During this time, the elite were just a very small percentage of the population. Their money alone cannot protect them from the king of England nor defeat the world’s most powerful military. And so, unity was sought. With eloquent words, the privileged leaders such as George Washington, John Adams, Thomas Jefferson, and Patrick Henry evoked powerful patriotic sentimentalities and convinced the merchants and the lower members of society that it would be beneficial to all colonists if America were to declare independence. For the first time, as Patrick Henry declared (Foner 162):

     “The distinctions between Virginians, Pennsylvanians,
     New Yorkers, and New Englanders are no more. I am
     not a Virginian, but an American.”

They even went further than simply just uniting as Americans; they also allied themselves with the old nemeses: France and Spain.

     At this point, it would be very agreeable to end this narration of events by proclaiming, “Indeed, man has learned the lesson of the story of the Tower of Babel and the peoples of America rose victorious. Resplendent in their newfound harmony, they established a nation reminiscent of Shangri-la.” But to do so would be a bold-faced fabrication; in fact, the history books positively forbid such a statement. Again, in the path to attain freedom, disagreements abounded. The Indians, sometimes of the same tribe, had divided allegiance between the Americans and the British (Foner 195). Established families of the colonies either embraced the idea of American independence or split into Loyalists (pro-British) or patriots (pro-independence) factions (Foner 182). Nevertheless, whatever the differences rampant during colonial times and during the time of the Revolution, America did win her Independence.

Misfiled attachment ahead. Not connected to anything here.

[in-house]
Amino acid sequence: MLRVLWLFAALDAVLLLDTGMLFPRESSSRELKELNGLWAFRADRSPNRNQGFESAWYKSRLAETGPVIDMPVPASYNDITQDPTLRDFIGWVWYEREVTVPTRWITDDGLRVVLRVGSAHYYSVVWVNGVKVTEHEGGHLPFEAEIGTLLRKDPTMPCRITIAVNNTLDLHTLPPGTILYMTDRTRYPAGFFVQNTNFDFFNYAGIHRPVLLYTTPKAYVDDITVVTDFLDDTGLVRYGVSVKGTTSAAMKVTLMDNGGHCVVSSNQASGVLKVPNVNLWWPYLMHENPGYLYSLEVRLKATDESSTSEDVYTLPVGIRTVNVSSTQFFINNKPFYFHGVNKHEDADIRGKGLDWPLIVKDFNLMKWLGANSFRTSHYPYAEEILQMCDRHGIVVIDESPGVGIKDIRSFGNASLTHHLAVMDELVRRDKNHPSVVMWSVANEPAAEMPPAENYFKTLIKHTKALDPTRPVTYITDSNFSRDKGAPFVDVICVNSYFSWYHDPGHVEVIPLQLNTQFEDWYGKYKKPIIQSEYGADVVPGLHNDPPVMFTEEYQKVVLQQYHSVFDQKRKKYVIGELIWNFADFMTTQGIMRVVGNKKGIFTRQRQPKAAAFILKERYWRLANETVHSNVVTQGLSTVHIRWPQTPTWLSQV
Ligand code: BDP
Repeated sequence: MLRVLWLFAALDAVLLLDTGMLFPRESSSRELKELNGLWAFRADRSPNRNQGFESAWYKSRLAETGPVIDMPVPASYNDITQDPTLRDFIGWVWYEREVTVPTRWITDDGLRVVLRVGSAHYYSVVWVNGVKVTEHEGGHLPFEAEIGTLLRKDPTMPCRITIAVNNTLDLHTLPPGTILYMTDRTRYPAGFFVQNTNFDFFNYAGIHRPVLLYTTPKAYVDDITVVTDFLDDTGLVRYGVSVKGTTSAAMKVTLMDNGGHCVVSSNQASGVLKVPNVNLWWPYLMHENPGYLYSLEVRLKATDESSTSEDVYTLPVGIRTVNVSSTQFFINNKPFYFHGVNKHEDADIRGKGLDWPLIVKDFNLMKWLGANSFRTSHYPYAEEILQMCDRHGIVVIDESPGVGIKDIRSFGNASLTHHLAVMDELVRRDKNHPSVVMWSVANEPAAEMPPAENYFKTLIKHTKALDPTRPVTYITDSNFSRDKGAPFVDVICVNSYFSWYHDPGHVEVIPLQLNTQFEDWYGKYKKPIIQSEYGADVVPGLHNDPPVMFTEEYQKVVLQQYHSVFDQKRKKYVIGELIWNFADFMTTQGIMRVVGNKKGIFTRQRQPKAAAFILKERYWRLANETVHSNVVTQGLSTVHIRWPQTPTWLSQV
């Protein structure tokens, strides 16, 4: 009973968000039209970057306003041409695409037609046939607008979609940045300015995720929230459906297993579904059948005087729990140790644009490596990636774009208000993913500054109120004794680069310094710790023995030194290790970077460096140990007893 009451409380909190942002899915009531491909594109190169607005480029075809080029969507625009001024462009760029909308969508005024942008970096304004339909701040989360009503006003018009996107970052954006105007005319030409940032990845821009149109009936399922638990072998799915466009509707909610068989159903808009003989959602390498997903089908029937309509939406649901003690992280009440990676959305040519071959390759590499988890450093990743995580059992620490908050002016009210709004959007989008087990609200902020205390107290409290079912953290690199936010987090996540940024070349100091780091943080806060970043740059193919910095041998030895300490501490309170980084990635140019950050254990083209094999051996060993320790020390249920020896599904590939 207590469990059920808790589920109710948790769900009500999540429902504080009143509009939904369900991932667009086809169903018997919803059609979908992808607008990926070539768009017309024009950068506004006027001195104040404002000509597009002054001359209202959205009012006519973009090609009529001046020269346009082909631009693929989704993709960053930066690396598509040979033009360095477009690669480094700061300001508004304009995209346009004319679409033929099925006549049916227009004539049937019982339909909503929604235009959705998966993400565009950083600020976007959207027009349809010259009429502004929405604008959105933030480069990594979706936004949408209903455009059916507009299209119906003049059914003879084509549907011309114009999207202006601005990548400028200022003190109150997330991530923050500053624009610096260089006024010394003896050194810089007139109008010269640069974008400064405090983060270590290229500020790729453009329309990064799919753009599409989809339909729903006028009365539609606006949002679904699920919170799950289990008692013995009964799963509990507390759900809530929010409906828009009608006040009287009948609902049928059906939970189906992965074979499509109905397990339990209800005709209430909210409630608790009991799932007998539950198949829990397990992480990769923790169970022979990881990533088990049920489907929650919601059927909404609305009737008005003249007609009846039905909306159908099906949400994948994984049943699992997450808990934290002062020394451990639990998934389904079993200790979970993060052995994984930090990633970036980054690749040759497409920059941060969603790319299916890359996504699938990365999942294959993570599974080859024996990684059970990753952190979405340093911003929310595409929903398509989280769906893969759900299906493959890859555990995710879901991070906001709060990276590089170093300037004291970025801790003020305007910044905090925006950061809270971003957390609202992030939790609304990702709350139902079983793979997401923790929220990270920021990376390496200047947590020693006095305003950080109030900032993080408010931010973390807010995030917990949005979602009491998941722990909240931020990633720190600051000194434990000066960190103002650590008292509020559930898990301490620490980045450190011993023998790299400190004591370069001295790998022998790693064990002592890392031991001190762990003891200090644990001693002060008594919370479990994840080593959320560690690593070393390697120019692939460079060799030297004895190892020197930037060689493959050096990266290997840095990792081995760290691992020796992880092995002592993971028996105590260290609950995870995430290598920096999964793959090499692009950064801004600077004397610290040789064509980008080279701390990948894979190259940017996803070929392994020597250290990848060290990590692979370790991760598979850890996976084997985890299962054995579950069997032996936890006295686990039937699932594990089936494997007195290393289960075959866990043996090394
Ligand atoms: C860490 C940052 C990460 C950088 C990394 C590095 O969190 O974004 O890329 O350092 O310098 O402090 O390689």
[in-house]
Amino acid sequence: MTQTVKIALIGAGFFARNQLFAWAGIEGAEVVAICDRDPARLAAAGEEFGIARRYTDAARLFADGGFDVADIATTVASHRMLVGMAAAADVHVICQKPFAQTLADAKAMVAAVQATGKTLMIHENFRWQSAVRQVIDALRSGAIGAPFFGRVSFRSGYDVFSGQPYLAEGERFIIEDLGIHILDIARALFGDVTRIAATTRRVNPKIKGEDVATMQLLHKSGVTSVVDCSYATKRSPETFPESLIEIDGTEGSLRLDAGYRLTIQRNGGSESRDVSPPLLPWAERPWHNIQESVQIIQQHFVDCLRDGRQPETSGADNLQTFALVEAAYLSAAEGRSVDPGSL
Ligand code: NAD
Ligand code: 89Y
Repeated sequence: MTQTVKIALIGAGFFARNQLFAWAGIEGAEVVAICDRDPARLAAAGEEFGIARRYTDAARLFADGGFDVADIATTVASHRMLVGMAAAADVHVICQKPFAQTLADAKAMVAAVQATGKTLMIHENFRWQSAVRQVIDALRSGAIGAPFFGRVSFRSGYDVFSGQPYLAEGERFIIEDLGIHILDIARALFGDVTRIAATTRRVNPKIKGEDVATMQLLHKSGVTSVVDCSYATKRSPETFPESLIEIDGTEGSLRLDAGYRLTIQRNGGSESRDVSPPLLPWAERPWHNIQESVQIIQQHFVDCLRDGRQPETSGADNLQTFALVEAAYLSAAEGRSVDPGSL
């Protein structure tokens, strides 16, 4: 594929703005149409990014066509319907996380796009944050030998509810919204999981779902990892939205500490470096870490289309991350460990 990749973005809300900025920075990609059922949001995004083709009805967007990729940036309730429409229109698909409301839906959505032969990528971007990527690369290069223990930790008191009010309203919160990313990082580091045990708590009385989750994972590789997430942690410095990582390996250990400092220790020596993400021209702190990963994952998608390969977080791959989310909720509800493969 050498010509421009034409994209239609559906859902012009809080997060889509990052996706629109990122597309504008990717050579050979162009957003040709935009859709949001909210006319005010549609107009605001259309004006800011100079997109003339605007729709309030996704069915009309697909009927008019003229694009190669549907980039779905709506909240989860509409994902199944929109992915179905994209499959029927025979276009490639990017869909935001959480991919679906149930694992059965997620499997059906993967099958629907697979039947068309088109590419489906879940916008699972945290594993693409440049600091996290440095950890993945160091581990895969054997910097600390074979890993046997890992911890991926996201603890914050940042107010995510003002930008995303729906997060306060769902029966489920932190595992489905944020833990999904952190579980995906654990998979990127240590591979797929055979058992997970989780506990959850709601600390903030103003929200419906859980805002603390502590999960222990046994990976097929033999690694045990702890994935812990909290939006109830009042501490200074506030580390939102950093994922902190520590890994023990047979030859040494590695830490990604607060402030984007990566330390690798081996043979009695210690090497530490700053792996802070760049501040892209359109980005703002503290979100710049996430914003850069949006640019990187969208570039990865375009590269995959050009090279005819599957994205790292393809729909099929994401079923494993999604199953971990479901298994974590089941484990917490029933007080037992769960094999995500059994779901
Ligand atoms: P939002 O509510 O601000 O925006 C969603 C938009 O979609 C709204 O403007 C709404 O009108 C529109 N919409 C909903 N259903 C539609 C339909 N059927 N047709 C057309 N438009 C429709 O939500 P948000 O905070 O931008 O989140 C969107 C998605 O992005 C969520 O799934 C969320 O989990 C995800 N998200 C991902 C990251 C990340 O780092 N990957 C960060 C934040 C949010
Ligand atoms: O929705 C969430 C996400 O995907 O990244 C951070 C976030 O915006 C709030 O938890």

In our current time, we proudly declare and embrace and even draw strength from the diversity of America. How much we have actually learned from history remains to be seen. Too many wounds are still fresh in our memories that it is still not entirely true to say that we have gotten past our prejudices and are no longer in danger of allowing differences in cultures and beliefs affect our interaction with each other. I feel however, that, the lessons of dissension and harmony are not lost on us. We remember and recognize the effects of underappreciated diversity among our ancestors, and recognition is always the first step in solving problems.